SAUDI Arabia has seized on a series of stolen British university emails to become the first country to cast doubt on the consensus about man-made climate change ahead of next week's Copenhagen summit.
The world's largest oil exporter claims the emails stolen from researchers at the University of East Anglia undermine the scientific case that human activity is overheating the planet.
Britain's Cabinet Secretary for Climate Change, Ed Miliband, yesterday said it was "absolute and utter nonsense" to suggest the controversial emails weakened the evidence about climate change.
The emails were illegally hacked from a computer system at the University of East Anglia and then stored on a Russian web server. On November 19, a computer in Saudi Arabia was used to post a link to the stolen emails on a website popular with climate change sceptics and deniers.
The emails, private exchanges of messages and data from climate researchers at the university, were pounced on by sceptics who said they revealed an unprofessional and combative approach towards critics of the mainstream view of climate change.
Professor Jones says the emails were "taken completely out of context" and that the university's findings on global warming are backed by at least two research centres in the US.
"One has to wonder if it is a coincidence that this email correspondence has been stolen and published at this time. This may be a concerted attempt to put a question mark over the science of climate change in the run-up to the Copenhagen talks," he said.
Saudi Arabia has long been reluctant to agree to any action to reduce carbon emissions and has only recently gone along with the 192 other governments attending the Copenhagen talks in accepting scientific evidence of man-made climate change.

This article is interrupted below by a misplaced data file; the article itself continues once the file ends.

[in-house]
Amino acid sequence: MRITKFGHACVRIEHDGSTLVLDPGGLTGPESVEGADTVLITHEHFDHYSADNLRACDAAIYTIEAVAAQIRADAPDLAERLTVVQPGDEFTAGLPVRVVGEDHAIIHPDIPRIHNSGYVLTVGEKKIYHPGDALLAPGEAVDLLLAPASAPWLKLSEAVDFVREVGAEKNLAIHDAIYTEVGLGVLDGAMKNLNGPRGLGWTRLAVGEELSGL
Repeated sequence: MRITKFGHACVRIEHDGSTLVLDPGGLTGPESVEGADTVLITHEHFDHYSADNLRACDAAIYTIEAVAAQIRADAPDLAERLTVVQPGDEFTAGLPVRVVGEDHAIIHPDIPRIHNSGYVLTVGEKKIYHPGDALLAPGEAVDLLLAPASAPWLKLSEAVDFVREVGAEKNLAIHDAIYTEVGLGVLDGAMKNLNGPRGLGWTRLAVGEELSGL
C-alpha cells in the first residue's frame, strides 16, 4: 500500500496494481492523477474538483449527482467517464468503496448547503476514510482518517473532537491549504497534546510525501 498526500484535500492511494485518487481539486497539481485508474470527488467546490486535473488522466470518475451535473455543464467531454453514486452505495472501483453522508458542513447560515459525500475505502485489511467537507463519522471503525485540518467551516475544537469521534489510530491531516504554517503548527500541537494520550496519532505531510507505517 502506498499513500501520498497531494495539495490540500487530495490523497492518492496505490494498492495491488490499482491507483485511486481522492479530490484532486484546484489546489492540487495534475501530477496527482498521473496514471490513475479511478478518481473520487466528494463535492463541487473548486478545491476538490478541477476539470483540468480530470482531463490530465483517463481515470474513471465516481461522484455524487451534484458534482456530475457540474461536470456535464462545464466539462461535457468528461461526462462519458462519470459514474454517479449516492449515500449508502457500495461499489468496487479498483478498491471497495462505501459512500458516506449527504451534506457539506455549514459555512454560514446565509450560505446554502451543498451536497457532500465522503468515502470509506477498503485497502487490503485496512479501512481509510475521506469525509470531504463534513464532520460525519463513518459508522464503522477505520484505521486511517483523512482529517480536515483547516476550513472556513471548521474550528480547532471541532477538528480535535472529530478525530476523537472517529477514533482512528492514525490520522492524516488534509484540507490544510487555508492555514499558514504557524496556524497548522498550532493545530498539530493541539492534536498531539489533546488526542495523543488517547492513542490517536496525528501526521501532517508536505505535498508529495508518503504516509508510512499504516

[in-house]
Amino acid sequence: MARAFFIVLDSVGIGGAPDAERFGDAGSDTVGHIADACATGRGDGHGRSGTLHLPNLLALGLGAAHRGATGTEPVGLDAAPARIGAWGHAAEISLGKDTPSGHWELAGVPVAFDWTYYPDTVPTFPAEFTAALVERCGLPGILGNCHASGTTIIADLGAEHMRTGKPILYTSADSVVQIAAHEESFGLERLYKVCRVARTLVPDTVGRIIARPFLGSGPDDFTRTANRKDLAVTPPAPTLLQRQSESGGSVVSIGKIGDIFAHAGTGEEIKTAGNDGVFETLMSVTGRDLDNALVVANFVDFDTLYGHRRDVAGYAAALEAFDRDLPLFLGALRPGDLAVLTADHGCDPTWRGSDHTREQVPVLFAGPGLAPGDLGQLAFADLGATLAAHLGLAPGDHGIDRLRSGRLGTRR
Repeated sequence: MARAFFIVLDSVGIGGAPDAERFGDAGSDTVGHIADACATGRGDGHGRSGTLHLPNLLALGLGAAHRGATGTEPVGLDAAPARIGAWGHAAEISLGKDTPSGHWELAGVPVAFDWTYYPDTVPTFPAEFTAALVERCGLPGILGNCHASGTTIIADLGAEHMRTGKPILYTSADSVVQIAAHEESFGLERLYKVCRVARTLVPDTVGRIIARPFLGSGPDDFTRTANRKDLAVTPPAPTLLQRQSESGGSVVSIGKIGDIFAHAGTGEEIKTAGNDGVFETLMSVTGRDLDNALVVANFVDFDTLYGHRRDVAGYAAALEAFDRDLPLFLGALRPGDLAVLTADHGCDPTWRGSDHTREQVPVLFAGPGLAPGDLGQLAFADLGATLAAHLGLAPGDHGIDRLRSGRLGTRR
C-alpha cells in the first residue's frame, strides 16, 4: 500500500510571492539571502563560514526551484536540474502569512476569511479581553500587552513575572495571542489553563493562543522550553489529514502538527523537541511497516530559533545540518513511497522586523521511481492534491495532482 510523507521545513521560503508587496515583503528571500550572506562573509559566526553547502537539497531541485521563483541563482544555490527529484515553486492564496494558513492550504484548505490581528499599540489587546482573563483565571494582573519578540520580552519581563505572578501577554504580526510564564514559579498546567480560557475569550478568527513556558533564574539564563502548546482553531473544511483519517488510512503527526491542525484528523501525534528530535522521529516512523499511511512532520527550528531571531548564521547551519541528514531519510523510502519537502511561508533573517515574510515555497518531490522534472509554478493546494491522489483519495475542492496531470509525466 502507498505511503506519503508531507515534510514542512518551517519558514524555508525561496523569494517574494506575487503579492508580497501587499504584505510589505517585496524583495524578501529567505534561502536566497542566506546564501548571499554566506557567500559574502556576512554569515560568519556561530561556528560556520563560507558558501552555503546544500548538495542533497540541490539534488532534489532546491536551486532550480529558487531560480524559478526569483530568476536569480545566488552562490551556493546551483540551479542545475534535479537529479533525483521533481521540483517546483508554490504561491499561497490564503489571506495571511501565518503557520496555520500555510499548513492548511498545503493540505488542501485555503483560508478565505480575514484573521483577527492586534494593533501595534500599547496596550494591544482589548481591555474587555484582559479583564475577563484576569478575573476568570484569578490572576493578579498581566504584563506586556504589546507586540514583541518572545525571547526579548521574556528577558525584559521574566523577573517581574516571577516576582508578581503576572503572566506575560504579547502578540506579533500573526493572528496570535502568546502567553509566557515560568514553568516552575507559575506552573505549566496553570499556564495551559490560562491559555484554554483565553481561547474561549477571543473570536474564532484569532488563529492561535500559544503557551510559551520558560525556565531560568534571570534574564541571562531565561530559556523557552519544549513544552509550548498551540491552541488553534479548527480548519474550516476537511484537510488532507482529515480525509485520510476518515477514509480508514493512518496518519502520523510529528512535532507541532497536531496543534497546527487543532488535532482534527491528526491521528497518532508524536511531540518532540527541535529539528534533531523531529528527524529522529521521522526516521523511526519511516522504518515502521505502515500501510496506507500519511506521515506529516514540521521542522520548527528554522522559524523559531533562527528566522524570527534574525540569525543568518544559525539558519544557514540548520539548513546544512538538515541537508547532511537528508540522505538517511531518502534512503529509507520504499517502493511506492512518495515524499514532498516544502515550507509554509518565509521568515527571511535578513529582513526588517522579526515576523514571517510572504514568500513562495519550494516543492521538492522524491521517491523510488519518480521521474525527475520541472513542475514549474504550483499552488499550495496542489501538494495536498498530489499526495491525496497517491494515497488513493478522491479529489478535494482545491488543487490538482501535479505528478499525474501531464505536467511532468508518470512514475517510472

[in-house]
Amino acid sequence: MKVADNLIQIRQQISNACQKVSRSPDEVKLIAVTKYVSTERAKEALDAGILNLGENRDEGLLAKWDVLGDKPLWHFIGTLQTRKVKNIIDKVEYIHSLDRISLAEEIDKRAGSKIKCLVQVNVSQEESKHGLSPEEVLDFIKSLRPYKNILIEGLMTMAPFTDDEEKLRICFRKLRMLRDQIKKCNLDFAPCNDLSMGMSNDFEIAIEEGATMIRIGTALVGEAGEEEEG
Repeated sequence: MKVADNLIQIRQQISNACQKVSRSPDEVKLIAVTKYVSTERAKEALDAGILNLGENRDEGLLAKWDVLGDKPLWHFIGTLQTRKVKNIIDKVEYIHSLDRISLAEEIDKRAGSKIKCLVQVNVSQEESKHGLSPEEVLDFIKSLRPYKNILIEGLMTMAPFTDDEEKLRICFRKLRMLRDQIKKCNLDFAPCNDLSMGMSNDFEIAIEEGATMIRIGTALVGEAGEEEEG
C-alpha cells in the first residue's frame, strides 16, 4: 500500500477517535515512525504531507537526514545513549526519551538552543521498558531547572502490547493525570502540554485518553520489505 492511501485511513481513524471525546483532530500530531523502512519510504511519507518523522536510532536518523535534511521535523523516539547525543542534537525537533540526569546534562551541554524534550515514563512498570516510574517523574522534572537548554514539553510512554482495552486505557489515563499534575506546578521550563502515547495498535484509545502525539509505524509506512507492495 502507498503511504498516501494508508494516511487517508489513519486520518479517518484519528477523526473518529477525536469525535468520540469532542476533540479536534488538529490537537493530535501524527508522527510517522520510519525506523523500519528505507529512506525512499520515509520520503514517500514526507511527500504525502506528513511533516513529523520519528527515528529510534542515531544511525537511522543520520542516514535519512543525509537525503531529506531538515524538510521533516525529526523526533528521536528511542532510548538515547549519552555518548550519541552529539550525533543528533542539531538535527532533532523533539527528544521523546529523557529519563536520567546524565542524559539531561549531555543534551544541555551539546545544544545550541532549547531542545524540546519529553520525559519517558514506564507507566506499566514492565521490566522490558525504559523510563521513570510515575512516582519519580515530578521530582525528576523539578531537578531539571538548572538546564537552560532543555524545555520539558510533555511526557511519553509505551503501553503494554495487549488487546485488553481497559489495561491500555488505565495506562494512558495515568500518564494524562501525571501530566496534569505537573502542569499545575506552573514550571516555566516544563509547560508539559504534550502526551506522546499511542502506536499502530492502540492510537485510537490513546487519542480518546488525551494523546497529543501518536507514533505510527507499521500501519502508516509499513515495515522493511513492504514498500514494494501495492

But its chief Copenhagen negotiator, Mohammad al-Sabban, suggested in an interview with the BBC yesterday that there was now no longer any point in seeking an agreement to reduce emissions.
"It appears from the details . . . that there is no relationship whatsoever between human activities and climate change," he said.
"Climate is changing . . . but for natural and not human-induced reasons. So whatever the international community does to reduce greenhouse gas emissions will have no effect on the climate's natural variability."
His government might be prepared to take "no cost" measures to control emissions but more drastic and painful action would be out of the question until there was "new evidence" about what was causing climate change, he said.
Mr Miliband poured scorn on such doubts when he spoke to a press briefing attended by The Weekend Australian in London shortly before the broadcast of Mr al-Sabban's comments.
"There will be people who want to jump on these emails and somehow say these disprove climate change is happening," Mr Miliband said.
"That is absolute and utter nonsense, frankly. I think it is very easy to take emails out of context.
"There is an inquiry going on in East Anglia into the precise nature of these emails and what they said but I think it is really important that we are responsible in this."